Partnership helps arm IT contractors with up-to-date, relevant skills

A corporate technology training centre and an IT staffing firm are partnering to help Canadian contractors maintain a competitive edge in the industry.

IMI Ward Associates is offering training programs, at a discount, to its IT clients and candidates they work with, through a joint agreement with CDI Corporate Education Services (CES).

Jim Pearse, managing director of IMI Ward Associates, said because IT is so specialized, contractors have to be very careful about developing their skill-set in a specific area. What types of contracts they take and the amount of current training they have both play crucial roles in this.

“And if they are going to select a particular agency to work with, and that agency can help them get access to the training they are going to need, then that’s good for the agency and it’s good for the contractor,” he said.

According to Pearse, the bulk of IMI Ward’s clients don’t enjoy any “benefits of bigness” because most are independent contractors.

“It’s not as easy for them, as it is for big companies, to have access to these kinds of (training) services at a reasonable price.”

CDI offers many IT courses including project management, webmastering and database administration, as well as a host of software programming courses such as Java, C++ and Visual Basic. Students can either go through the CES programs offered through schools such as the University of Waterloo and the University of Ottawa or can have special training sessions set up on the client site, said Zakir Hussain, program and marketing manager of CDI CES.

“Technology changes really fast and people need to constantly upgrade. And we know from Ward, which deals with IT staffing needs everyday, that all their employees and contractors want training. And they don’t just want computer-based training, they want an instructor [to teach them],” he said.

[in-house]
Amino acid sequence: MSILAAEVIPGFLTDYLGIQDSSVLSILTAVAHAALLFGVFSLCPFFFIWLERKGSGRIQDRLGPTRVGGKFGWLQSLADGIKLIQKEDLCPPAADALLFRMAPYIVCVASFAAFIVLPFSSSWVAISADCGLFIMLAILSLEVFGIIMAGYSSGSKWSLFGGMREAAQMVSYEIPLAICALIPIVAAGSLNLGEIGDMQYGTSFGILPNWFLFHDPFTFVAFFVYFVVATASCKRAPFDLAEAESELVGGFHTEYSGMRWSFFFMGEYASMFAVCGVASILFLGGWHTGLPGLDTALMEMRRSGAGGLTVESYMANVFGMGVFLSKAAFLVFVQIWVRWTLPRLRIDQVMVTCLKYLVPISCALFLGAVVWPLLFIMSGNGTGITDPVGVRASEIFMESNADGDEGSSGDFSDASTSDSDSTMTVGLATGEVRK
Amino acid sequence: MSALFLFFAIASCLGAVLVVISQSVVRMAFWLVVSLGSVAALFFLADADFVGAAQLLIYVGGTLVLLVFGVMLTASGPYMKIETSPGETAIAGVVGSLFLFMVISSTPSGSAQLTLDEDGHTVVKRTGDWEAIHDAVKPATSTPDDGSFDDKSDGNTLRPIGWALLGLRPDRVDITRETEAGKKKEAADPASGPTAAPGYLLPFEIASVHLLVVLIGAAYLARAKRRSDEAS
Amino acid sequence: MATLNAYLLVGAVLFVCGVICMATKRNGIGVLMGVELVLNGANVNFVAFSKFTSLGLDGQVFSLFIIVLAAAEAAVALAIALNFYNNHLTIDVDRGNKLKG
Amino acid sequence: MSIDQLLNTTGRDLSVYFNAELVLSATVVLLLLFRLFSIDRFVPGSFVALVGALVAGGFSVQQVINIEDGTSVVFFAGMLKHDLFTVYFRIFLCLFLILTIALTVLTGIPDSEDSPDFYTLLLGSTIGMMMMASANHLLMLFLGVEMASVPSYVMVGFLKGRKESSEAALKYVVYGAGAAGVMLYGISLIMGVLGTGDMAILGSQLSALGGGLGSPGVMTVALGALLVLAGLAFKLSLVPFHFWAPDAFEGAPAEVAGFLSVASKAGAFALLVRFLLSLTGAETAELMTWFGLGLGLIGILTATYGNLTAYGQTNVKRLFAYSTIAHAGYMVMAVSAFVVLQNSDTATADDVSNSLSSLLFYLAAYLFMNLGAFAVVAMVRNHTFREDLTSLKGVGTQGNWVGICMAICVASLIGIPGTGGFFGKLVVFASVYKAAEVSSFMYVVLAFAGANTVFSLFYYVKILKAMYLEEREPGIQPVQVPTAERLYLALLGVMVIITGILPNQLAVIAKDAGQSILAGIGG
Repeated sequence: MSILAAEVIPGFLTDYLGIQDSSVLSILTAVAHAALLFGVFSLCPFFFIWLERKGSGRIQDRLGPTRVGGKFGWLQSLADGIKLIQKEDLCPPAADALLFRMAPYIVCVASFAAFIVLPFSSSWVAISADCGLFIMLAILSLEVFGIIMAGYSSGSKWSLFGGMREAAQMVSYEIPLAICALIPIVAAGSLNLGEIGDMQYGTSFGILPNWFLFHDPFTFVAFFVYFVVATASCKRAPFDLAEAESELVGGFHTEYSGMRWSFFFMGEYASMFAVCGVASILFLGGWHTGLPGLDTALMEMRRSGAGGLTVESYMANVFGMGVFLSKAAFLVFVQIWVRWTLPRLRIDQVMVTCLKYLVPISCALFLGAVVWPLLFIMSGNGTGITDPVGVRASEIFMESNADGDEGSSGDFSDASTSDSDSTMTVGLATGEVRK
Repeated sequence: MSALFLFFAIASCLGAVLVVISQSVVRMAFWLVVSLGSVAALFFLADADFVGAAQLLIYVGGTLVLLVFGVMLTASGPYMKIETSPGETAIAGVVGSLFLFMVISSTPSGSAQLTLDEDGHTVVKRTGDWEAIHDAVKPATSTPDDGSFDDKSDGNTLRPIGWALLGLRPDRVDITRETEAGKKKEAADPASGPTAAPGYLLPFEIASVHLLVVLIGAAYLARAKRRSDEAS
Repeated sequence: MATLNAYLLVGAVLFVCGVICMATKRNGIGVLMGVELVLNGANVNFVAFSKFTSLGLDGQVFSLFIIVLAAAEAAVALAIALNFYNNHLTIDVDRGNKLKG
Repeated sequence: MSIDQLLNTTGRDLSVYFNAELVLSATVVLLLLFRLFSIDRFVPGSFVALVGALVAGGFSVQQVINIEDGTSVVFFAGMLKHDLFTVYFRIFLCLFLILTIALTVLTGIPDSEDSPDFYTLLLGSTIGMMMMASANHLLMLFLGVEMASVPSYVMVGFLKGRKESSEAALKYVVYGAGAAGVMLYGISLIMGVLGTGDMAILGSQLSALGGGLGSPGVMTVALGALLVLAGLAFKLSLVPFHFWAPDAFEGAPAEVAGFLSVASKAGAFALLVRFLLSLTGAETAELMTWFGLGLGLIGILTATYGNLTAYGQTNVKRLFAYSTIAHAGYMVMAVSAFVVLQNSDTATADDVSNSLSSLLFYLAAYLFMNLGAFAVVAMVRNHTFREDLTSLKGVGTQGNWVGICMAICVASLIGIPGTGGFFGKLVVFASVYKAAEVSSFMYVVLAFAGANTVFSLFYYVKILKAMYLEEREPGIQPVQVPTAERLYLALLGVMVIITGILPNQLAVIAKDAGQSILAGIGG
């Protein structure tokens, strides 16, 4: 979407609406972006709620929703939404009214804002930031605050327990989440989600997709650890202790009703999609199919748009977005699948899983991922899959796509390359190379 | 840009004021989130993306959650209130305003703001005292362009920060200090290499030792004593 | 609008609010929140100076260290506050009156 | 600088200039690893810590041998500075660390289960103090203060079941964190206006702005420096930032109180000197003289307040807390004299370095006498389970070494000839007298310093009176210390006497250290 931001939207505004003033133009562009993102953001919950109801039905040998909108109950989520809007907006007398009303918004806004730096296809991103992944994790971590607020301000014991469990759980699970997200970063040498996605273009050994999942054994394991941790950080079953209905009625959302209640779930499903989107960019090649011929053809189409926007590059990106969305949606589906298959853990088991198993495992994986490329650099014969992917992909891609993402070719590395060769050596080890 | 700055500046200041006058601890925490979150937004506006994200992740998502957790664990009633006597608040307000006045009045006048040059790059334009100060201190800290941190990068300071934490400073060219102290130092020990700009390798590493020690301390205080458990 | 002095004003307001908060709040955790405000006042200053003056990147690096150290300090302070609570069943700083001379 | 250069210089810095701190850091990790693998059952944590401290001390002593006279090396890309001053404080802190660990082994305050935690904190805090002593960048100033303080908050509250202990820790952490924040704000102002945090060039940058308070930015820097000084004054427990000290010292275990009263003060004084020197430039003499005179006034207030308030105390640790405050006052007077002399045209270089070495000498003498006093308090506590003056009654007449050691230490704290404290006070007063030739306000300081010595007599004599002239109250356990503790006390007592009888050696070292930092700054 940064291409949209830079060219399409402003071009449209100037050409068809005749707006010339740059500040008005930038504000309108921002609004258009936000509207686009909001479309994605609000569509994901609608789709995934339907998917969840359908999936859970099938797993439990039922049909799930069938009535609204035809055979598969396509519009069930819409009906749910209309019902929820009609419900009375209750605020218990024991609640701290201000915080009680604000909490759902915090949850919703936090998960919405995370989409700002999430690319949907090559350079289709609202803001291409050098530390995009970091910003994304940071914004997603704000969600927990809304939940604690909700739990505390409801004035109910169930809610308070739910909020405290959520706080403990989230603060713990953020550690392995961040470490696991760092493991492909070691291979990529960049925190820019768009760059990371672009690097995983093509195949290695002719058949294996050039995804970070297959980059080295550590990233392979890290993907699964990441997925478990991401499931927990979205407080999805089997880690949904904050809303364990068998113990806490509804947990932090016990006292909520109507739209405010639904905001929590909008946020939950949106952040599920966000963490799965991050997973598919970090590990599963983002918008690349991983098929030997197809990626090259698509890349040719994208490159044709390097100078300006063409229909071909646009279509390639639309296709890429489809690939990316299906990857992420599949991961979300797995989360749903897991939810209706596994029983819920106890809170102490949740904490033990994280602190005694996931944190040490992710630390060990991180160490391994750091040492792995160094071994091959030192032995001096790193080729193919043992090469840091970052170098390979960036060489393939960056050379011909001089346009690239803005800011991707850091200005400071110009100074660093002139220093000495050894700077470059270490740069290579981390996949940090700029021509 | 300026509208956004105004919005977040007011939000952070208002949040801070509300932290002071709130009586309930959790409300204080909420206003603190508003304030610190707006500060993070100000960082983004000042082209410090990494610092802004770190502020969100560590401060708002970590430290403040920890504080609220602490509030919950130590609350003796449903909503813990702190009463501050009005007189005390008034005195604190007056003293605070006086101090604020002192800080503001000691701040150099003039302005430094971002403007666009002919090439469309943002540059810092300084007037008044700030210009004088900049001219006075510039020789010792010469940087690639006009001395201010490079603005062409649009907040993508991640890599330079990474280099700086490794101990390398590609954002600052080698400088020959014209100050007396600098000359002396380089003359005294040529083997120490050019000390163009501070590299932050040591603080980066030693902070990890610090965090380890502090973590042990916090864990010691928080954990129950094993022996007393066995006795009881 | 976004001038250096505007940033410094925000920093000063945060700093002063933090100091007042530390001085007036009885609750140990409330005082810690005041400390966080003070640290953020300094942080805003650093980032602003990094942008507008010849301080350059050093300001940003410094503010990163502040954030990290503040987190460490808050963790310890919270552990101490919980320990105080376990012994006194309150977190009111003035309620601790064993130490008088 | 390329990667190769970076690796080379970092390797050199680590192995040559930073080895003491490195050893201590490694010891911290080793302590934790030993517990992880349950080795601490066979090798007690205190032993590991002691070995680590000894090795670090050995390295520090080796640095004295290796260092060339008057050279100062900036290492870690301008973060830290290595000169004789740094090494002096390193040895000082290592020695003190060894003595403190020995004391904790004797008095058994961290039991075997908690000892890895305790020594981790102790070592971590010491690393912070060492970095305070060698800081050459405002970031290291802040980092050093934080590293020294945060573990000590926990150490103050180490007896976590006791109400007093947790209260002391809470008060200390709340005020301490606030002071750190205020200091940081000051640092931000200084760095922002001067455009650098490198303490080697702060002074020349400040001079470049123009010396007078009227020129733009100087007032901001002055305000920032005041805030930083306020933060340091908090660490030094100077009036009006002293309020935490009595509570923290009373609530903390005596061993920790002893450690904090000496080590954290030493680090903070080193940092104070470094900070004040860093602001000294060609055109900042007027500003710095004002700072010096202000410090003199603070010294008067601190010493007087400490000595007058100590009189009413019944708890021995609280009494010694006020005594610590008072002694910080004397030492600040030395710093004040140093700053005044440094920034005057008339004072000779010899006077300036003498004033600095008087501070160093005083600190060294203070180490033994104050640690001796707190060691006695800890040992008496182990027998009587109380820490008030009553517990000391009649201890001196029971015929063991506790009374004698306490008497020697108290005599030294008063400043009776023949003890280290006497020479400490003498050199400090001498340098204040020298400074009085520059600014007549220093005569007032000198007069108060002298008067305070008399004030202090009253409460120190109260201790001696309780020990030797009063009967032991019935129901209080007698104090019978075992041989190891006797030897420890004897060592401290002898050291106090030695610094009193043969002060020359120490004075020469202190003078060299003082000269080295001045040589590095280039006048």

According to Hussain, CDI will offer the IMI Ward clients customized courses based on the needs voiced by contractors. The two companies are working closely to document required skill-sets for various jobs. He said, together, they will be able to offer a more complete solution because they will address staffing and training needs at the same time.

“People that come out of school at the entry level don’t have the experience and knowledge. But here (with this program), we are talking about a base of people who have a lot of experience, but don’t have the latest technologies or fundamentals and the latest languages,” he said. “CDI will help upgrade all those people.”

Andy Potter, a Toronto-based independent systems analyst contractor and IMI Ward client, said he needs to keep current on PowerBuilder, Visual Basic, Visual C++ and Oracle databases. He is looking for a middle-of-the-road type of instruction, finding that many courses are either too long or not advanced enough for his needs.

“Because there are so many ways to ingest this information, if [IMI Ward] is doing something that particularly caters to what I need, then I’d be interested,” he said.

Toronto-based network engineer contractor, Alex Gurevich, another IMI Ward client , said finding the time to research and attend courses is often difficult. He said the company’s training service would be particularly useful if the staffing firm were to list jobs and skills needed for that job ahead of time, then offer courses relevant to those jobs.

“The people the agency is going to be placing already have the skill-set necessary (for the jobs), or at least four out of five items. The fifth item is usually the clincher,” he said.

“So rather than placing somebody who has four out of the five (skills needed) and having that person learn the fifth one on the job, have that person sent on a course prior to the project’s beginning — then he or she is going in with five out of five.”

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Jim Love, Chief Content Officer, IT World Canada

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